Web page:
Speaking of Penellaphe, the main character is almost entirely unsympathetic save for exactly one paragraph in the book, and she sometimes just acts as a mouthpiece for the moral push of the author (acting upset when someone is surprised to see that she, a woman in a society where gender roles don't allow them to learn to fight, is adept at using a weapon, which Sociology 101 would tell me is the expected reaction). It's fine to make a moral point in the book, but without nuance, it becomes preachy and self-serving, as it did in this book; there were several moments where her reaction and her thoughts about her position as the Maiden and the focus on purity was just devoid of nuance and beat the reader on the head with an incredibly one-dimensional understanding of feminism.


A lot of the story also has her waffling on making the choice that she suddenly does towards the end half of the book, which is extremely frustrating, and considering how inconsistent she is about sticking to her role--rebelling constantly in ways that are completely useless to her development but convenient to plot, such as learning how to handle a weapon and using the gift she's been told not to use--it sets up a character that doesn't really have the emotional maturity to be in the situation or station she's in. Coupled with the first person POV and writing style, which makes her seem more like a petulant high school student than the Maiden, the Chosen (a phrase that comes up extremely often in the book), it made this character nearly impossible to bear. And her love interest, despite being some 500 years old, also has the emotional maturity to match her, an eighteen year old, which makes little, if any, sense; these two characters danced around each other in a way that feels completely juvenile.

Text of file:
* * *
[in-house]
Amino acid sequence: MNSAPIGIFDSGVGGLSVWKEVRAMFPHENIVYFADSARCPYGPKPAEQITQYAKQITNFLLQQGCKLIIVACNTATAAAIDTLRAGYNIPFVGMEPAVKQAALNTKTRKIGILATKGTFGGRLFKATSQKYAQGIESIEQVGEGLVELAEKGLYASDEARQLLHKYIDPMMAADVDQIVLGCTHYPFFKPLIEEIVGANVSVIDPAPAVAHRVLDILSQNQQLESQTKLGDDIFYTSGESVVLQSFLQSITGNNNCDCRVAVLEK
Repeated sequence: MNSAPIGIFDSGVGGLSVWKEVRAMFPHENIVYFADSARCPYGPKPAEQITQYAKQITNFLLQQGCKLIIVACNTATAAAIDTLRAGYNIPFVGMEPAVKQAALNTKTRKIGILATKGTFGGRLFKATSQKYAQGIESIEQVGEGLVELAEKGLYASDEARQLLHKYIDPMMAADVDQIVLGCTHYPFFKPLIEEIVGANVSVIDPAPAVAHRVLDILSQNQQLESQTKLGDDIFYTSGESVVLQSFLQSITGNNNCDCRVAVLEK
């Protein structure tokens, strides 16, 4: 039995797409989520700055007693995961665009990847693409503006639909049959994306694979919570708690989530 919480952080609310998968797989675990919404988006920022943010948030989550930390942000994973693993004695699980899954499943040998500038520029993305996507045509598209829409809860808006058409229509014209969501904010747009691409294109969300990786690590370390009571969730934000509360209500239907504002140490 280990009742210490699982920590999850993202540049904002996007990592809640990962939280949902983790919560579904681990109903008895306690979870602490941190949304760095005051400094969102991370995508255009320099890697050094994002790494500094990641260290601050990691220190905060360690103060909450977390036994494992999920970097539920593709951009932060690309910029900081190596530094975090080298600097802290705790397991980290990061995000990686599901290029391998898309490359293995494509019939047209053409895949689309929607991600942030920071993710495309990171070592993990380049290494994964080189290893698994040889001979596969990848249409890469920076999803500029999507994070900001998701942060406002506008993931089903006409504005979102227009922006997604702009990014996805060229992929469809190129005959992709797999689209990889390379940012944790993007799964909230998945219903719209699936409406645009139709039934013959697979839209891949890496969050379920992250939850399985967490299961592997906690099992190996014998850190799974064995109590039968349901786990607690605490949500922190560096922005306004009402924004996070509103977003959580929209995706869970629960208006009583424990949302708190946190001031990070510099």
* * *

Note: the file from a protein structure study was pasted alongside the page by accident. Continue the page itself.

The twist in this book, with her new guard actually being the Main Antagonist/Love Interest in disguise, was also massively foreseeable, which only made it that much more frustrating to watch the main character miss every available sign and clue, and then continue to miss them when they were right in front of her face. Being in first person, we're able to spend so much time in her head, which, unfortunately, gives a lot of space to allowing her to rationalize the forward movement of the plot in her head, rather than allowing us to get there organically per the pacing. It feels unearned and unrealistic as a result. For all the time spent telling the reader that Penellaphe is smart, it truly does not come through for most of this book, because what the reader figures out on page 100, she doesn't see until basically the end. It almost had me going crazy, wondering if I was wrong, because of how much she just missed the signs.


Especially with how quickly the main character starts accepting the New Truth she's given. I understand propaganda can be a hell of a drug, and so she didn't WANT to accept what was extremely obvious about the dashing love interest from the start, but the petulant way she fights it AND the way she just starts swallowing it later, turning over all the obvious clues in her head and the things she already knows about the people who quite literally abused her all her life, is almost whiplash-inducing for the reader.


Final Thoughts on FBAA and Next Book on the List


I wish I could've enjoyed this book, as the storyline itself is a familiar and welcome one, but the delivery of it in From Blood and Ash pushed me away from it. I will not be continuing this series, and I certainly don't recommend it to anyone looking for a good romance and story of rebellion against the government.


A story that is a bit of a classic, and contains a smattering of romance while also tackling themes of a corrupt government with an actually very good twist at the end of Book 1, is Brandon Sanderson's Mistborn series. I'm about to read his second novel in the series, and I'm very much looking forward to seeing where the story goes afterwards. While the romance isn't as high volume as I would like, being interested in the fantasy/romance crossover, it is still there, and it is still a good adventure story.